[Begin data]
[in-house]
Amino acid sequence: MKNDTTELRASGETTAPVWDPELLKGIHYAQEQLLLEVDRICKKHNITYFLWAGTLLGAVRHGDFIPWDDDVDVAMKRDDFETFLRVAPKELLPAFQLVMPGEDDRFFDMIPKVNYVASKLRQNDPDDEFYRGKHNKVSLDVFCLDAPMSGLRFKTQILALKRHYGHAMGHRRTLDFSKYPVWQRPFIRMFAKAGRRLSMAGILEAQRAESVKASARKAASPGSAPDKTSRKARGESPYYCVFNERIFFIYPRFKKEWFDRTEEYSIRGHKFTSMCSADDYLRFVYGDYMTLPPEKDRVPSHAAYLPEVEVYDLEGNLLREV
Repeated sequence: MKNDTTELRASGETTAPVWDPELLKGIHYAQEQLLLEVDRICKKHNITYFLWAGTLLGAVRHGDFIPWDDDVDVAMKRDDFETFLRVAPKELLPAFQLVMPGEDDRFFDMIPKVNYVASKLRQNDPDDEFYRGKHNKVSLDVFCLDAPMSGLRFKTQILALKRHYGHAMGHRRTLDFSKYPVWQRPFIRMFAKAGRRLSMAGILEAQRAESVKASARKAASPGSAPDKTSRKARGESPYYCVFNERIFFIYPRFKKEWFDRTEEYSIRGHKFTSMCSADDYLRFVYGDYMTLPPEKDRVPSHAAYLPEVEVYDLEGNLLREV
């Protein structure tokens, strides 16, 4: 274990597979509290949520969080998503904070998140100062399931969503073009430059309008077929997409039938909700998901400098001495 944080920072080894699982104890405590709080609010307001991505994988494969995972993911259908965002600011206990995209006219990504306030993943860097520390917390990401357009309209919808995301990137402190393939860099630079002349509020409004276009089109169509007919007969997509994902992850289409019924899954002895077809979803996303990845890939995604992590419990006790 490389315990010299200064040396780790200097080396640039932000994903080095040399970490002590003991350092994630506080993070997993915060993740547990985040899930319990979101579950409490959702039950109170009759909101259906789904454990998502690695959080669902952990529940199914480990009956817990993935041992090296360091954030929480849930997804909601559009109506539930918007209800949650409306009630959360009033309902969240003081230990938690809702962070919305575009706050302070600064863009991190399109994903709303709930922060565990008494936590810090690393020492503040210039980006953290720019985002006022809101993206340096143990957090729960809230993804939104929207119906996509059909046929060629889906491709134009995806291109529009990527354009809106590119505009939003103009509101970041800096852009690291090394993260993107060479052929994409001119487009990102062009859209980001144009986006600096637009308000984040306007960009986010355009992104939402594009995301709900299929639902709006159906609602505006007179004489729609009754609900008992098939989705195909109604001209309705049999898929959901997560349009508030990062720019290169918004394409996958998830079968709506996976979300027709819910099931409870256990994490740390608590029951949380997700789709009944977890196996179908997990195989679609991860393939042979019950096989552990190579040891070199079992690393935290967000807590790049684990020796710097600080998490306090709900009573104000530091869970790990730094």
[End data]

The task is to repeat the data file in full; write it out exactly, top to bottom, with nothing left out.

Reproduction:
[in-house]
Amino acid sequence: MKNDTTELRASGETTAPVWDPELLKGIHYAQEQLLLEVDRICKKHNITYFLWAGTLLGAVRHGDFIPWDDDVDVAMKRDDFETFLRVAPKELLPAFQLVMPGEDDRFFDMIPKVNYVASKLRQNDPDDEFYRGKHNKVSLDVFCLDAPMSGLRFKTQILALKRHYGHAMGHRRTLDFSKYPVWQRPFIRMFAKAGRRLSMAGILEAQRAESVKASARKAASPGSAPDKTSRKARGESPYYCVFNERIFFIYPRFKKEWFDRTEEYSIRGHKFTSMCSADDYLRFVYGDYMTLPPEKDRVPSHAAYLPEVEVYDLEGNLLREV
Repeated sequence: MKNDTTELRASGETTAPVWDPELLKGIHYAQEQLLLEVDRICKKHNITYFLWAGTLLGAVRHGDFIPWDDDVDVAMKRDDFETFLRVAPKELLPAFQLVMPGEDDRFFDMIPKVNYVASKLRQNDPDDEFYRGKHNKVSLDVFCLDAPMSGLRFKTQILALKRHYGHAMGHRRTLDFSKYPVWQRPFIRMFAKAGRRLSMAGILEAQRAESVKASARKAASPGSAPDKTSRKARGESPYYCVFNERIFFIYPRFKKEWFDRTEEYSIRGHKFTSMCSADDYLRFVYGDYMTLPPEKDRVPSHAAYLPEVEVYDLEGNLLREV
């Protein structure tokens, strides 16, 4: 274990597979509290949520969080998503904070998140100062399931969503073009430059309008077929997409039938909700998901400098001495 944080920072080894699982104890405590709080609010307001991505994988494969995972993911259908965002600011206990995209006219990504306030993943860097520390917390990401357009309209919808995301990137402190393939860099630079002349509020409004276009089109169509007919007969997509994902992850289409019924899954002895077809979803996303990845890939995604992590419990006790 490389315990010299200064040396780790200097080396640039932000994903080095040399970490002590003991350092994630506080993070997993915060993740547990985040899930319990979101579950409490959702039950109170009759909101259906789904454990998502690695959080669902952990529940199914480990009956817990993935041992090296360091954030929480849930997804909601559009109506539930918007209800949650409306009630959360009033309902969240003081230990938690809702962070919305575009706050302070600064863009991190399109994903709303709930922060565990008494936590810090690393020492503040210039980006953290720019985002006022809101993206340096143990957090729960809230993804939104929207119906996509059909046929060629889906491709134009995806291109529009990527354009809106590119505009939003103009509101970041800096852009690291090394993260993107060479052929994409001119487009990102062009859209980001144009986006600096637009308000984040306007960009986010355009992104939402594009995301709900299929639902709006159906609602505006007179004489729609009754609900008992098939989705195909109604001209309705049999898929959901997560349009508030990062720019290169918004394409996958998830079968709506996976979300027709819910099931409870256990994490740390608590029951949380997700789709009944977890196996179908997990195989679609991860393939042979019950096989552990190579040891070199079992690393935290967000807590790049684990020796710097600080998490306090709900009573104000530091869970790990730094």